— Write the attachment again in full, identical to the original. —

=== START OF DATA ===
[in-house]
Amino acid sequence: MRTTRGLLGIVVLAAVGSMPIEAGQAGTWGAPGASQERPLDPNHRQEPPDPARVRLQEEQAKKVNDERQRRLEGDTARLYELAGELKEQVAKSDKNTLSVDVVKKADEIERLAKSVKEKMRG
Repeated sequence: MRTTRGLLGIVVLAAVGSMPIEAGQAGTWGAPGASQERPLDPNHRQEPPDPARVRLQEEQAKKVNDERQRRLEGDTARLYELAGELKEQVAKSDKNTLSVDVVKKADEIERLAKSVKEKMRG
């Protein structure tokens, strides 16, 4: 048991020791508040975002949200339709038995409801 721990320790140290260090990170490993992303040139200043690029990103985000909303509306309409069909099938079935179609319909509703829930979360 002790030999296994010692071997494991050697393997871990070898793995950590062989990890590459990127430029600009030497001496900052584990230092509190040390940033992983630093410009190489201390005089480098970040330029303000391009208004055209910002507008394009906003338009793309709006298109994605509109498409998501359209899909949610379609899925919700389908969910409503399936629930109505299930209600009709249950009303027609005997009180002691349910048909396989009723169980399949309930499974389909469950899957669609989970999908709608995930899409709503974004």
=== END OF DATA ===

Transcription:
[in-house]
Amino acid sequence: MRTTRGLLGIVVLAAVGSMPIEAGQAGTWGAPGASQERPLDPNHRQEPPDPARVRLQEEQAKKVNDERQRRLEGDTARLYELAGELKEQVAKSDKNTLSVDVVKKADEIERLAKSVKEKMRG
Repeated sequence: MRTTRGLLGIVVLAAVGSMPIEAGQAGTWGAPGASQERPLDPNHRQEPPDPARVRLQEEQAKKVNDERQRRLEGDTARLYELAGELKEQVAKSDKNTLSVDVVKKADEIERLAKSVKEKMRG
């Protein structure tokens, strides 16, 4: 048991020791508040975002949200339709038995409801 721990320790140290260090990170490993992303040139200043690029990103985000909303509306309409069909099938079935179609319909509703829930979360 002790030999296994010692071997494991050697393997871990070898793995950590062989990890590459990127430029600009030497001496900052584990230092509190040390940033992983630093410009190489201390005089480098970040330029303000391009208004055209910002507008394009906003338009793309709006298109994605509109498409998501359209899909949610379609899925919700389908969910409503399936629930109505299930209600009709249950009303027609005997009180002691349910048909396989009723169980399949309930499974389909469950899957669609989970999908709608995930899409709503974004």